Hummel’s Arrangements of Mozart’s Piano Concertos

It was around 1823 that Hummel first began work on a commission from English music publisher JR Schultz, to produce a series of Mozart piano concerto editions.  Hummel was of course ideally suited to this work: he had been a pupil of Mozart’s, he would undoubtedly have heard Mozart himself play the pieces, and he was deeply in tune with Mozart’s methods.  A level of authenticity was thus most likely from Hummel, although at the same time Schultz desired some degree of modernisation of the pieces.

Hummel in time completed 7 adaptations, for piano quartet (flute, violin, cello and piano): K365, K456, K466, K482, K491, K503 and K537.  The first piece to appear was the arrangement of the Piano Concerto in D minor, K466, which was published in 1827.  The Repository of Arts in 1827 noted, “Genuine melody of the sweetest kind, simple, clear, and perfect in its rhythm… The ‘Romanza’ for instance – what softness, what intensity of musical feeling!  And all this is achieved at the least possible expense of notes.  As Mozart himself once said, there is not one too many!”[1]

The arrangements were written when the classical style was all but replaced by its romantic successor.  Indeed, Hummel was considered amongst his contemporaries as the last remaining ‘true’ classicist and so who better to complete such arrangements than he?  He enriched the concertos with the flavour of romanticism, including extra ornamentation and decorative amendments, but he also allowed for the development of the piano as an instrument in itself.  Thus, he included the full range of additional keys available to him – a full octave more than what Mozart would have had.  In each case, however, he retained Mozart’s style and his spirit.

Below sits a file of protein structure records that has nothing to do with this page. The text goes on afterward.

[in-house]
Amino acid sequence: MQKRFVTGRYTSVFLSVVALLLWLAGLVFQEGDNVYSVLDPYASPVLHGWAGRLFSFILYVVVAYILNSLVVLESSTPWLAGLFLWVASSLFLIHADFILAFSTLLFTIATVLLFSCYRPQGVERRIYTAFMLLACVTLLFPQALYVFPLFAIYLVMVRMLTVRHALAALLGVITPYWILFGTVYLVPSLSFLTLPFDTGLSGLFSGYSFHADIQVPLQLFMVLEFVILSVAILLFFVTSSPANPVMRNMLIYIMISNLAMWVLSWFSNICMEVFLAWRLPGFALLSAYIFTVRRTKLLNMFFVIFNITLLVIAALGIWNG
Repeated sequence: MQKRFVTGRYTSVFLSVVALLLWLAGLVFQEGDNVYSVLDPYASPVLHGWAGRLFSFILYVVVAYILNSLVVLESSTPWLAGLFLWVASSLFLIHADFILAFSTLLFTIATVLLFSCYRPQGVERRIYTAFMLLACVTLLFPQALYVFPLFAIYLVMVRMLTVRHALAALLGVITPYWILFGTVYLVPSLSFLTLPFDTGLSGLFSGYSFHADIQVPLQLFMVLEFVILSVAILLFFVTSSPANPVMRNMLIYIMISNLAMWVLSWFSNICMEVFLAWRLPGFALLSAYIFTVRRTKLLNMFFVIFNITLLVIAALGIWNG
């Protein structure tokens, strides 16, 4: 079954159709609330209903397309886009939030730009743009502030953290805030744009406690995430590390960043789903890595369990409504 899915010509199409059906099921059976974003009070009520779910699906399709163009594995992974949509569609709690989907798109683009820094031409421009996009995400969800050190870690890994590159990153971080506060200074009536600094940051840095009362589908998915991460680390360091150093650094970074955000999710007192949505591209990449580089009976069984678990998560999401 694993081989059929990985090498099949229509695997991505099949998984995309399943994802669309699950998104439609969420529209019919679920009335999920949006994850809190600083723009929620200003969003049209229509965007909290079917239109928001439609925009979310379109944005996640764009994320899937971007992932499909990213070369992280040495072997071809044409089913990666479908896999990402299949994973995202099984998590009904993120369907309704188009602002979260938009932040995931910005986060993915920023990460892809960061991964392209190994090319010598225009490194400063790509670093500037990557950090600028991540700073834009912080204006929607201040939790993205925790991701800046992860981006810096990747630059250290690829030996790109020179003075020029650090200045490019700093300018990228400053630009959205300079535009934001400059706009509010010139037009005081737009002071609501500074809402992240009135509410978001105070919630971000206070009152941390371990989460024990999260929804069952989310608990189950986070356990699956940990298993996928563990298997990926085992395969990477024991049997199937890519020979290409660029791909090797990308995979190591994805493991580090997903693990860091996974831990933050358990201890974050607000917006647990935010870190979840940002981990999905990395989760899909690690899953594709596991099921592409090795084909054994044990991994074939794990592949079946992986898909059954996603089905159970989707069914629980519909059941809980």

The arrangements are important for a number of reasons.  Firstly, as mentioned, they represent the workings of one of the last exponents of the classical era as he interpreted the compositions of one of the greatest.  Secondly, they are historically important as they help us to understand the development of music through these years, both stylistically but also practically in the development of the very instruments used to play the pieces.  Finally, they are important because many of Mozart’s works were not in fact published with his direct involvement as they were published posthumously owing to financial necessity by his widow, Constanze.  Thus, it was from Mozart’s often very sparse manuscripts that sense had to be made of the works and of the music which Mozart had formed in his head but not translated onto paper.  Who better, then, than to undertake this work than Hummel, who had not only studied with Mozart, but who had lived with him and immersed himself in the life and work of this creative genius?

MaryAnn Davison